« Hold off a bit on buying that e-reader for library users | Main | Foursquare and Gowalla and your library - privacy and legal implications? »


I was thinking a bit more about the issue of religious services in library meeting rooms, and was wondering if your webinar might help clarify the distinction between Free Speech and Free Exercise of Religion as they apply to this question. The more I think about it, the less Free Speech seems to me to apply to this kind of situation, although there are some lawsuits that seem to make this claim. I'm guessing that meeting rooms in a library just aren't any kind of public forum, and also that a "meeting" is more or less a private undertaking.

The incident mentioned by Mr. Kleinman raises some questions that might fit in to your Webinar topic. 1) How much information, if any, should a library retain about computer use by identifiable individuals, and for how long? 2) What such information should a library disclose to law enforcement when NOT presented with a search warrant? 3) Are there circumstances (before a search warrant or impound) under which a library should or must take a computer out of use in order to preserve the files that are on it? 4) Is it a problem for browser history and temporary internet files to be deleted automatically when a user signs off? (this is a common practice to protect the computer from viruses and to protect any subsequent user from images a previous user might have downloaded). 5) Could/should such automatic file deletion be done by a secure-erase program (making recovery of those files nearly impossible)?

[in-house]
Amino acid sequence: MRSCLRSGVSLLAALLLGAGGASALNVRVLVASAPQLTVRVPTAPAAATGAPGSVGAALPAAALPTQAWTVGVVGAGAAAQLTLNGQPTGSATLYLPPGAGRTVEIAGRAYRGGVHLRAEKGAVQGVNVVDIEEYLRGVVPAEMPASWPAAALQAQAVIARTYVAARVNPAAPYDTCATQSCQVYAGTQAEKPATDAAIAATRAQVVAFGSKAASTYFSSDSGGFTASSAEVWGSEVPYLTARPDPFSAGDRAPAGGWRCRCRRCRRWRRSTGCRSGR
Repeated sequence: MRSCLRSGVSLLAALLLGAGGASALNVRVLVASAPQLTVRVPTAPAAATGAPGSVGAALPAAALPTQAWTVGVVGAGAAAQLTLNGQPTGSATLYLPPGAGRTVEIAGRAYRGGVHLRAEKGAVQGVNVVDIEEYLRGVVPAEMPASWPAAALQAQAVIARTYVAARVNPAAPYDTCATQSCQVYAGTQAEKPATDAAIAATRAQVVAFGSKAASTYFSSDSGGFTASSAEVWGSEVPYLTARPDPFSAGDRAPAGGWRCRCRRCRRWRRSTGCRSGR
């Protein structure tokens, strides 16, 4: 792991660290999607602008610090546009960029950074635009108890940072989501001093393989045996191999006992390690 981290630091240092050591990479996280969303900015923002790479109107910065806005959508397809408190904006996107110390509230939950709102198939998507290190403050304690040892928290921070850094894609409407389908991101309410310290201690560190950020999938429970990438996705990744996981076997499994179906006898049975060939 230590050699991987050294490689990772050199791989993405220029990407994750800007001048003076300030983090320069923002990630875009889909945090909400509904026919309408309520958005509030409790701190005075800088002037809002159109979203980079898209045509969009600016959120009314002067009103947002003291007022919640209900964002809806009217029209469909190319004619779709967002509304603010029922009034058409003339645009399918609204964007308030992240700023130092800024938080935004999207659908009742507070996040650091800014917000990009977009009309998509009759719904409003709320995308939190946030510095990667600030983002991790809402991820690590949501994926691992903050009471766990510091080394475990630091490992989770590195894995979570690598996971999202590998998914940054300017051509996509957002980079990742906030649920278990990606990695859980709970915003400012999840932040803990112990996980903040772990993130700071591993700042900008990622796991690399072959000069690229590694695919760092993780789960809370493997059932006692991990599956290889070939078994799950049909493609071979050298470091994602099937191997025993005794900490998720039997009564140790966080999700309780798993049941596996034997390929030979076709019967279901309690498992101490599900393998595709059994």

Interesting. Be sure to mention opposition to the USA PATRIOT Act was explicitly used as a reason for not reporting and for covering up for the crime of child pornography at the Holyoke Public Library. See "Whistleblower Confirms Library Cover-Up of Child Pornography and Confirms USA PATRIOT Act Used as Excuse" at http://safelibraries.blogspot.com/2009/07/whistleblower-confirms-library-cover-up.html

Policies about limiting the use of library meeting spaces for religious services seem to be a current issue. Can a library prohibit the use of its meeting spaces for any religious services, provided that the library doesn’t discriminate between religions? Can policies limiting noise levels in meeting spaces apply to singing hymns or other sources of noise that might originate in religious services? Can library policy prohibit the solicitation of funds in its meeting spaces, including passing the collection plate at a religious service?

Internet filtering is also always an issue. I’ve recently seen a CIPA-compliant library attempt to require a written application and approval process for an adult patron to request the unblocking of a website or the disabling of the filter (for a given patron at a given time, not in general). The proposed policy might create several problems: 1) creating a written record that identifies the patron and the nature of the request, 2) requiring the patron to state a reason for unblocking or disabling, and 3) delays the unblocking process for up to 72 hours. Would it be possible to clarify the legal problems of such a policy?

The comments to this entry are closed.